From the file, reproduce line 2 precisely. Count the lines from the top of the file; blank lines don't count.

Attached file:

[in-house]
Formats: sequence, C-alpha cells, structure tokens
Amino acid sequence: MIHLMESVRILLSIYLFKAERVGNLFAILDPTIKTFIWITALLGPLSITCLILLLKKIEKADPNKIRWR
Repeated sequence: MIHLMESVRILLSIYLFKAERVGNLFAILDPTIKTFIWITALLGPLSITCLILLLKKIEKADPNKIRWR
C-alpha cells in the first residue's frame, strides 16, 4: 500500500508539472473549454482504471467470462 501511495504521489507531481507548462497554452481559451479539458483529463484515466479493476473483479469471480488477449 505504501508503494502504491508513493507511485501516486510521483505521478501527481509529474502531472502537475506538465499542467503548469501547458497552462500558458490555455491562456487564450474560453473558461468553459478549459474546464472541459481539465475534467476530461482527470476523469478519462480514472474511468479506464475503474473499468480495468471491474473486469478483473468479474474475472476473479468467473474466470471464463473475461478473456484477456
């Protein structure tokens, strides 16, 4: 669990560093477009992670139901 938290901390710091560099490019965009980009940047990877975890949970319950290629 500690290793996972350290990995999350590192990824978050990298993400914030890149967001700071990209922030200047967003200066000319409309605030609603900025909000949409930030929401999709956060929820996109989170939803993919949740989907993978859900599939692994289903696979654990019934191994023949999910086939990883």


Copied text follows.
Formats: sequence, C-alpha cells, structure tokens